Now that Tupac is gone and Suge Knight is on lockdown, have you thought about working or approaching Death Row artists and restructuring and not acting as barbarians and doing this for the love of music only?

Why would I do that? No! I mean, as far as I’m concerned right now Death Row doesn’t even exist. I don’t do backflips. I’m looking for the future. My eyes are on tomorrow not yesterday, straight up.

I would love to work with Snoop. I would love to work with Kurupt. I would love to work with Rage. I would love to work with Nate Dogg. Those are the four artists that I really got love for from Death Row. Everybody else, I can’t do nothing for ya, man.

It’s gonna happen. Me and Snoop are gonna work together in the future. Those four artists I just named to you, we’ll be working together at some time in the future. When, I don’t know.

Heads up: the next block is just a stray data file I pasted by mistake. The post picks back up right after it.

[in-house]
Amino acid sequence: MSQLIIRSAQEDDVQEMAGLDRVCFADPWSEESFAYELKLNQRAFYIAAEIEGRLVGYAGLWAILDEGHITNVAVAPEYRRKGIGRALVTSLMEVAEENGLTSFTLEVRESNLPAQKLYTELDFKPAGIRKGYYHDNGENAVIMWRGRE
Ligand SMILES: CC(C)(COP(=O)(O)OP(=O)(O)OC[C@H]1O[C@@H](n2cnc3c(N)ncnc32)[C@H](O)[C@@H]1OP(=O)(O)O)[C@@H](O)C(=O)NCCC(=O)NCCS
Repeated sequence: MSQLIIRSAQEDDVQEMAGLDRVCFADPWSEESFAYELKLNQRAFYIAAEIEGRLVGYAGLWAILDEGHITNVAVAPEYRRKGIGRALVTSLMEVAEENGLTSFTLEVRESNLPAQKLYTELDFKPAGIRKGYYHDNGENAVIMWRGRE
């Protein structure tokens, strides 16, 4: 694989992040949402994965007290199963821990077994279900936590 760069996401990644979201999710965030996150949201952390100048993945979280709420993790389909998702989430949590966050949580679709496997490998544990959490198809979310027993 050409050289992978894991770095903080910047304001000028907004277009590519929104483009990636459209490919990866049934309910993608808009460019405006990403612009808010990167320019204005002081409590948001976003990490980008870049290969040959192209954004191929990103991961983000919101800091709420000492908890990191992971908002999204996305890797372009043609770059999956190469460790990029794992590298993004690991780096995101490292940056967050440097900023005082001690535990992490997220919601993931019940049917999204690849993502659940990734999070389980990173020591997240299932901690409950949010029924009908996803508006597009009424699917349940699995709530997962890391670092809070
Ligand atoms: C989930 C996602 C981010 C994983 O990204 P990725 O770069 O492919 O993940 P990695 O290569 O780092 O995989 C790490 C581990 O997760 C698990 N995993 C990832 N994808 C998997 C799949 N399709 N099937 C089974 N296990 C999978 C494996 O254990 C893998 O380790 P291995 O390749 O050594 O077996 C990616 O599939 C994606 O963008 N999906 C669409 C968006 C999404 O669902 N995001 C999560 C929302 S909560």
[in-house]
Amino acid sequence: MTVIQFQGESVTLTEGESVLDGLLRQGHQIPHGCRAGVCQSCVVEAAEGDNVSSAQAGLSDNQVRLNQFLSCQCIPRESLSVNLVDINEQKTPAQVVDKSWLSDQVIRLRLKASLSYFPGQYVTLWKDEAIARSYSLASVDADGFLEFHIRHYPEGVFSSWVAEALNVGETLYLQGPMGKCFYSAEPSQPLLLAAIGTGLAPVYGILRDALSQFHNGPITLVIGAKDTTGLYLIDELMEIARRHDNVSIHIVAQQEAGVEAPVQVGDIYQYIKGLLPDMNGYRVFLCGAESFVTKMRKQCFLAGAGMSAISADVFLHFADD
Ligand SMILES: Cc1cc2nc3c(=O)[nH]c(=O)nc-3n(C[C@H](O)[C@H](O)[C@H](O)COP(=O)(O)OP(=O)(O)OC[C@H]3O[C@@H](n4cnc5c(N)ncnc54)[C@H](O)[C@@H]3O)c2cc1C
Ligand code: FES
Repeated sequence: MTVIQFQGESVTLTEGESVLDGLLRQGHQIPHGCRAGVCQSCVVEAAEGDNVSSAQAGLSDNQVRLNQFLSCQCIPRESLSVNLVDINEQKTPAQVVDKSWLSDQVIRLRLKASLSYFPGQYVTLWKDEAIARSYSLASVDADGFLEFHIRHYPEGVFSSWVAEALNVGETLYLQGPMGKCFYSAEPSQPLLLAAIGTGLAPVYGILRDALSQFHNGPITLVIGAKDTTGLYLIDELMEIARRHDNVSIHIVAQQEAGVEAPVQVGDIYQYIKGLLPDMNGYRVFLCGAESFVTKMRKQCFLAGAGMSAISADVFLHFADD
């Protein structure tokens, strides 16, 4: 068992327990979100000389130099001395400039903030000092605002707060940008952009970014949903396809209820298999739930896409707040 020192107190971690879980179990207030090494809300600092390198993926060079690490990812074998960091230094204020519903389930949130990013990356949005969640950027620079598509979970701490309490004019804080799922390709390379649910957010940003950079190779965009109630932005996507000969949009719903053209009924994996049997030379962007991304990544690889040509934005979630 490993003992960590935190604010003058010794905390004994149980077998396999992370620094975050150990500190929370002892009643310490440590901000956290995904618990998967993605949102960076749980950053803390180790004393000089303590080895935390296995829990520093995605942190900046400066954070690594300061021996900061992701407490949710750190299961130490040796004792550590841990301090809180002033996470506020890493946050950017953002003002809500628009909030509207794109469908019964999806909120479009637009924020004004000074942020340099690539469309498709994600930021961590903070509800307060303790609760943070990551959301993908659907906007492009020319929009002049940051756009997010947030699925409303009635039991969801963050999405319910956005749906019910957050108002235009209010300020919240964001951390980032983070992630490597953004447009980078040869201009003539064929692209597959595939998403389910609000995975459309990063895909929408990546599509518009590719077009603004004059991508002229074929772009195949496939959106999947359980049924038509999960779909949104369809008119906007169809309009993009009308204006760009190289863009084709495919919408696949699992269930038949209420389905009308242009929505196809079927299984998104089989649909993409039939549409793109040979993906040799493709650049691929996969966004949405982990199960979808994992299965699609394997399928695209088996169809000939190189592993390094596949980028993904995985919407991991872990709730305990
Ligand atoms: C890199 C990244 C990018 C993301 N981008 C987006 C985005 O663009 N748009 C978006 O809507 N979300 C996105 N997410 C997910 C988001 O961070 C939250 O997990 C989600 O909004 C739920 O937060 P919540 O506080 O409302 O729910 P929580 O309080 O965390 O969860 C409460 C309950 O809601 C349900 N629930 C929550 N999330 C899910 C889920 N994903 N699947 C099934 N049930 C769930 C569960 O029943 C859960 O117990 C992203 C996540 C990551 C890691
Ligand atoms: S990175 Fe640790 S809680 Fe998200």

Chapter 16

DR. DRE:

Is revenge one of the states of mentality on this album?

I wouldn’t say it’s revenge. It’s basically like I said, it’s the shut the fuck up album. I had a couple of years where — Actually it was like this: I got married and my music softened up a little bit because I felt funny saying the lyrics that I was saying and being married and being a family man, but my wife actually was the motivation for me to get back to doing what I do, hardcore dirty Hip-Hop, straight up. I’m just happy doing that.

Did you make any sacrifices?

None at all. No sacrifices were made for this. The only thing I had to do, man, was go in there and do my thing and I had the support of a lot of good people.

Chapter 19

ICE CUBE:

What happened to the militant Ice Cube?